Doctors Lounge - Hematology Answers
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Forum Name: Hematology Topics
|Worthington - Thu Jul 29, 2010 4:04 pm||
Hello! I would like to know if my elevated RBC count is cause for concern or simply a result from my low MVC and MCH, probably due to having Thalassemia trait? My mom recently almost died from a massive MI so I'm just concerned that the high count might be related to possible heart disease. Is the number actually high or just slightly elevated and nothing to worry about? I had labwork done because I've been severely fatigued, dizzy, and experiencing heavy pressure in my head daily . It's been going on for 2 yrs now. TSH is normal. I have what appears to be a blood clot behind my knee but am not overly concerned because it seems to be in the shallow vein. Any info is very much appreciated as I do not have a doctor or insurance yet. Here's my info:
30 yr old White/Asian female
5'3, 100 pounds
BP systolic ususally 120-130
No alcohol or meds, except for Ibuprofen at times
Live in non elevated area.
CBC results: Range:
WBC 4.8 x10E3/uL 4.0-10.5
RBC 5.81 H x10E6/uL 3.80-5.10
Hemoglobin 13.0 g/dL 11.5-15.0
Hematocrit 38.8 % 34.0-44.0
MCV 67 L fL 80-98
MCH 22.4 L pg 27.0-34.0
MCHC 33.5 g/dL 32.0-36.0
RDW 14.4 % 11.7-15.0
Platelets 323 x10E3/uL 140-415
Neutrophils 55 % 40-74
Lymphs 36 % 14-46
Monocytes 6 % 4-13
Eos 2 % 0-
Basos 1 % 0-3
Neutrophils (Absolute) 2.6 x10E3/uL 1.8-7.8
Lymphs (Absolute) 1.7 x10E3/uL 0.7-4.5
Monocytes(Absolute) 0.3 x10E3/uL 0.1-1.0
Eos (Absolute) 0.1 x10E3/uL 0.0-0.4
Baso (Absolute) 0.0 x10E3/uL 0.0-0.2
Immature Grans (Abs)
|Dr.M.Aroon kamath - Sun Aug 01, 2010 2:25 am||
Iron deficiency is the most common acquired cause of anemia and
Thalassemia is perhaps the most frequent gene mutation in human beings.
A suspicion of Iron deficiency anemia (as it is the commonest) often begins with the finding of ‘microcytosis’(smaller than normal sized RBCs) and 'hypochromia" (paler than normal RBCs) on a blood smear. In the not so distant past, microcytosis and anisocytosis were diagnosed based on stained peripheral blood smears. In recent times, automated blood analysers are becoming increasingly available widely available thus provide parameters such as HgB, red cell indices, RDW as well as others.
Faced with a situation of microcytosis and hypochromia, one must not succumb to the temptation to jump to a diagnosis of Iron deficiency. Thalassemia must always be excluded before a decision to prescribe iron is made.
Differentiating iron deficiency anemia and thalassemias (with their very heterogeneous nature) has remained challenging. Usually iron deficiency can be ruled out using free erythrocyte protoporphyrin (FEP), transferrin saturation or ferritin as a screening test. But diagnostic dilemmas are not unusual.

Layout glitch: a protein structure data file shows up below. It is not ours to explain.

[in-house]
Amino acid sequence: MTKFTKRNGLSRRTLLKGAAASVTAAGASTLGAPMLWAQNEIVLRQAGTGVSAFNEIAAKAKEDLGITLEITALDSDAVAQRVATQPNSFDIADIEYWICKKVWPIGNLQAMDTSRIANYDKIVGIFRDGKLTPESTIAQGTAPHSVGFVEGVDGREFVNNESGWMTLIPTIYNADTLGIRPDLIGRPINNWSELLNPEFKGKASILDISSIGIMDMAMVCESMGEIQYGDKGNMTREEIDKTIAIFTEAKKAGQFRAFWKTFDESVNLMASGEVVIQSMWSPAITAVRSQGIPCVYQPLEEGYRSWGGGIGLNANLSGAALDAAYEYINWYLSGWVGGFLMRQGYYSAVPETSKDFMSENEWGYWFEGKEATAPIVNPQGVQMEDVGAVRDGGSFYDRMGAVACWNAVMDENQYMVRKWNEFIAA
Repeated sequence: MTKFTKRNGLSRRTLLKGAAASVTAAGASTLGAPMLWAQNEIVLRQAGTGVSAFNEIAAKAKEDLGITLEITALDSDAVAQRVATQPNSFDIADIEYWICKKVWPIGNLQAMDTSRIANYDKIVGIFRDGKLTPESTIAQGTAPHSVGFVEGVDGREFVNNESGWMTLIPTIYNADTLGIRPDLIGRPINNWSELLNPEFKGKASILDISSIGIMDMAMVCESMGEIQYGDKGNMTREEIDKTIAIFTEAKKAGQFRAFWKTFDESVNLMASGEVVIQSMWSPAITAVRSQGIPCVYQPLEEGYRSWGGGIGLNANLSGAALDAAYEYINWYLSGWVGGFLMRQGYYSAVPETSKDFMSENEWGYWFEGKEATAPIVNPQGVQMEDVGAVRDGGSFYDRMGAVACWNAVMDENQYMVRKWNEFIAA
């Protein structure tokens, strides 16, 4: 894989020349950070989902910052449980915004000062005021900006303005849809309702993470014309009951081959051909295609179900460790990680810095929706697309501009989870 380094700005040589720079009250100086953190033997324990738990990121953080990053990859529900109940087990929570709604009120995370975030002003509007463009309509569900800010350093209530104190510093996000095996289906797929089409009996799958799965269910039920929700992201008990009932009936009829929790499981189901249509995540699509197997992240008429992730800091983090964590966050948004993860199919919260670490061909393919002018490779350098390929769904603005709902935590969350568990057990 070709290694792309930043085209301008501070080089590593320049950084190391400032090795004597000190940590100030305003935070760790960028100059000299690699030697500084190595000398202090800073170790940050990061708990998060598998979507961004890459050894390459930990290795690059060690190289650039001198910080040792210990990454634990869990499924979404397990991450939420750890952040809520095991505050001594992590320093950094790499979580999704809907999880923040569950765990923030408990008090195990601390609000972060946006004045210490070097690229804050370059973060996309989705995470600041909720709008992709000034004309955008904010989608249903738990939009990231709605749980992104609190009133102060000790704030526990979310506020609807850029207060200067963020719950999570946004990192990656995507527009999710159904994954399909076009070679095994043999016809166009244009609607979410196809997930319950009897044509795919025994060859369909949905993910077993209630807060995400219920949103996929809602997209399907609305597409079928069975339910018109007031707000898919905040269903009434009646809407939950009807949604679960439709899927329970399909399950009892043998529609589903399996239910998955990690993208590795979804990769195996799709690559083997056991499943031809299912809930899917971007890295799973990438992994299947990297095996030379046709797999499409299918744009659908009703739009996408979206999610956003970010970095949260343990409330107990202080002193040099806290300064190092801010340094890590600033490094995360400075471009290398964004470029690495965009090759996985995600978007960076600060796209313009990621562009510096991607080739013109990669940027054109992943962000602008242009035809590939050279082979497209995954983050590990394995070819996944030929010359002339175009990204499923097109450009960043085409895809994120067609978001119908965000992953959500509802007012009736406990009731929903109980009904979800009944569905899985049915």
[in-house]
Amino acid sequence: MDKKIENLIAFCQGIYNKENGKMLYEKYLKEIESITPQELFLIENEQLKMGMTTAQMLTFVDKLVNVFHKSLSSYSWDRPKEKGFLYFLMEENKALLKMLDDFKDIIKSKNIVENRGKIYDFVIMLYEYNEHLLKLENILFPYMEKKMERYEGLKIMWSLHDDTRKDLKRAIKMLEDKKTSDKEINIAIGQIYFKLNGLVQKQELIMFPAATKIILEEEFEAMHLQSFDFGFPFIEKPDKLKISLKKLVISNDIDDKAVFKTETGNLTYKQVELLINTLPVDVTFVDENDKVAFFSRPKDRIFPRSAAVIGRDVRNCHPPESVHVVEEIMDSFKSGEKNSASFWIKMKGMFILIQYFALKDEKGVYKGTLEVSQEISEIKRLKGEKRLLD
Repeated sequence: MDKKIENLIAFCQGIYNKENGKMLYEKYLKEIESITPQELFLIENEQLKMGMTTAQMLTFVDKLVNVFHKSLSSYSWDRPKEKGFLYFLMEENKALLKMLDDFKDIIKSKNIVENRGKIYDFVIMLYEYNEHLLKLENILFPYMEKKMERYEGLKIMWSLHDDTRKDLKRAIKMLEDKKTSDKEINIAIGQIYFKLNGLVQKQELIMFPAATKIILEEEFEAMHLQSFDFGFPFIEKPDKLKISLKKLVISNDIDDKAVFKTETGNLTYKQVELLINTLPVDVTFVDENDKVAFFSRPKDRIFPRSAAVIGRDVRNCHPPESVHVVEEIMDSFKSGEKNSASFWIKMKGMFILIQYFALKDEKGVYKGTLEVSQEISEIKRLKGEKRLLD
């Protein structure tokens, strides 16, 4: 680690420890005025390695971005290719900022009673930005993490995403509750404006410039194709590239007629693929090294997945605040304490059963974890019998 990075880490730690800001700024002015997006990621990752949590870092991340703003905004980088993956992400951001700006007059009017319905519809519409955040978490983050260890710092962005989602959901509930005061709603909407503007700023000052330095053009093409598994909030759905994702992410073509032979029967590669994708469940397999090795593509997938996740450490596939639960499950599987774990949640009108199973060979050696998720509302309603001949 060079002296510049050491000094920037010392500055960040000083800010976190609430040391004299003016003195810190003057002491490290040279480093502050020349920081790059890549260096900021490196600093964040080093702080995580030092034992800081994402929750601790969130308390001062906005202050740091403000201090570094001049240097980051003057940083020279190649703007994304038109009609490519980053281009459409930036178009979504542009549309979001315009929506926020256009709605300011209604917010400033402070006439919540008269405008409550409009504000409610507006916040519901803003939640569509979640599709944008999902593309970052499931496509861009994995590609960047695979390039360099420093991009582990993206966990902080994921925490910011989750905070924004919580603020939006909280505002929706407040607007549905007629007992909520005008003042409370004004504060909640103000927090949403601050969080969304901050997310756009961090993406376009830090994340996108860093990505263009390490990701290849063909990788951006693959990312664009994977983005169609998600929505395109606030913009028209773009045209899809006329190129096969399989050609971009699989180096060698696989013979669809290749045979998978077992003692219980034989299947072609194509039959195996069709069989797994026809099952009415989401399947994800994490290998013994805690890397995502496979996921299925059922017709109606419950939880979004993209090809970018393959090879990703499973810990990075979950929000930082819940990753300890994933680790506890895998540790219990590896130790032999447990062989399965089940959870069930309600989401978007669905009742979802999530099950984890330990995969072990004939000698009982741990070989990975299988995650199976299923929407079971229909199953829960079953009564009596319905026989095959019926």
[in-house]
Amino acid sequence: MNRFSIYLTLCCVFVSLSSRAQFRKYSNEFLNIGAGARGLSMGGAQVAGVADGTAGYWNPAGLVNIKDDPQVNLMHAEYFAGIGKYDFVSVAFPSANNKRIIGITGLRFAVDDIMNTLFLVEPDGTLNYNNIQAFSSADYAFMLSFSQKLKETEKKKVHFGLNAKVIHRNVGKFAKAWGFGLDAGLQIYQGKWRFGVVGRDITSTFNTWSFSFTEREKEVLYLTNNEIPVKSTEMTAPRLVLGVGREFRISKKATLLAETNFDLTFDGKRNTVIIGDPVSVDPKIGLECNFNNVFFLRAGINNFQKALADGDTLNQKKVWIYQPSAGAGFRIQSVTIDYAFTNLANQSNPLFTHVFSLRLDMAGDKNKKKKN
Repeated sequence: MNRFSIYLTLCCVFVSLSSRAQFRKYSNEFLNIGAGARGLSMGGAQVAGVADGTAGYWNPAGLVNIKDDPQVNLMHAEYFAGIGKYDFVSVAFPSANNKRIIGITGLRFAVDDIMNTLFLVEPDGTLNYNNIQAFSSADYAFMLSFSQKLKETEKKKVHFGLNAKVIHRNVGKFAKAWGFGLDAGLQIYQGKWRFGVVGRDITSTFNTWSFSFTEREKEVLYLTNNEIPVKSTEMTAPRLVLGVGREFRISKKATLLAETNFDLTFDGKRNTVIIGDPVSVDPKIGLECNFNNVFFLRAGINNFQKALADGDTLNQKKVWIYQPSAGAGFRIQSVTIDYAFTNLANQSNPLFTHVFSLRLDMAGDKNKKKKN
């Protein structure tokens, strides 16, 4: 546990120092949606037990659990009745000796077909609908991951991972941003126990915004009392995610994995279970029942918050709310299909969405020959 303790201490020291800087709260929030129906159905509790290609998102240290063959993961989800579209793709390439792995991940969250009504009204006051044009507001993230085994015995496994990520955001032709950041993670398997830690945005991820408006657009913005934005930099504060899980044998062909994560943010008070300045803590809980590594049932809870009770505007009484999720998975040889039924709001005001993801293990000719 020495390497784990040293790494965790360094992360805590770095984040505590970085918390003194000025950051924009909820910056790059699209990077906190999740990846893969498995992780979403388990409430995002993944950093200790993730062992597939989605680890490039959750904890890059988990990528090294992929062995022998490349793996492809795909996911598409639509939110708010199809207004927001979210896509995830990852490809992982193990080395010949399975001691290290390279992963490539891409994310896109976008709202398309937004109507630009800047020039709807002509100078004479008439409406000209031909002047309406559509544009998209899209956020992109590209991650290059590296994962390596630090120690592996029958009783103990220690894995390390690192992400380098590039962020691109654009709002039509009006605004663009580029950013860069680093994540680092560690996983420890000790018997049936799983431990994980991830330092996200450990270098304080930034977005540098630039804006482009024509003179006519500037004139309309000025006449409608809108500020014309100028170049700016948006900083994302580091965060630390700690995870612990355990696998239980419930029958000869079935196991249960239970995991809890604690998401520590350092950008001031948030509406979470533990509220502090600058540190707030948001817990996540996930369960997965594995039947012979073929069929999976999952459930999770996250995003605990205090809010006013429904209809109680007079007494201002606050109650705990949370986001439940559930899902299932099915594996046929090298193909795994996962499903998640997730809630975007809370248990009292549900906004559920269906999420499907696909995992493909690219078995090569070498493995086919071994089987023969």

Efforts on to find ways of improving the sensitivity and specificity of tests to separate out iron deficiency from thalassemia traits. Various discrimination indices (such as Mentzer's index, Shine Lal index, England and Fraser idex and several others) have been used for this discrimination. Osmotic fragility test is one other test that may help in some cases.
All these still lack an ideal discrimination index. RDW is another index frequently available as part of the reports in the automated analysers.This index has further been refined as RDW- SD (stands for Standard Deviation) and RDW-CV (stands for Coefficient Variation).
α thalassemia trait: Here, the affected individuals are clinically normal but frequently have minimal anemia, reduced mean corpuscular volume (MCV) and mean corpuscular hemoglobin (MCH). The red blood cell count is usually increased to over 5.5 x 1012/L. Red cell distribution width (RDW) is usually increased.
Alpha thalassemia is common throughout parts of the world where malaria is endemic and is common in people of Asian, African, and Mediterranean heritage.
Beta thalassemia trait: In this, the affected individuals have minimal clinical effects, usually manifested as a borderline anemia with disproportionate microcytosis and a reciprocally high RBC count. They also have a normal (12.7-16.3%) or near normal (up to 17%) red cell distribution width.
The distinguishing finding in beta thalassemia is a hemoglobin electrophoresis with the finding of elevated minor hemoglobins Hgb A2 and F. Both will be increased in beta thalassemia trait without iron deficiency, and will be normal or decreased in alpha thalassemia and isolated iron deficiency anemia. However, one must remember that rarely some individuals with beta-thalassemia also have normal levels of Hb A2 and Hb F and if both alpha and beta thalassemia coexist, the changes in Hgb A2 and F may not be apparent.
Thus, in your case, the laboratory values provided suggest what could be either
an α thalassemia trait or a beta-thalassemia trait. Distinction between these may need further tests such as measurement of the minor hemoglobins
Hgb A2 & Hgb F, modified hemoglobin H inclusion staining, and RDW-SD (seen to be consistently low in heterozygous alpha-1 thalassemia but not in heterozygous alpha-2 thalassemia).
You perhaps need the guidance from your regular doctor as well as a hematologist
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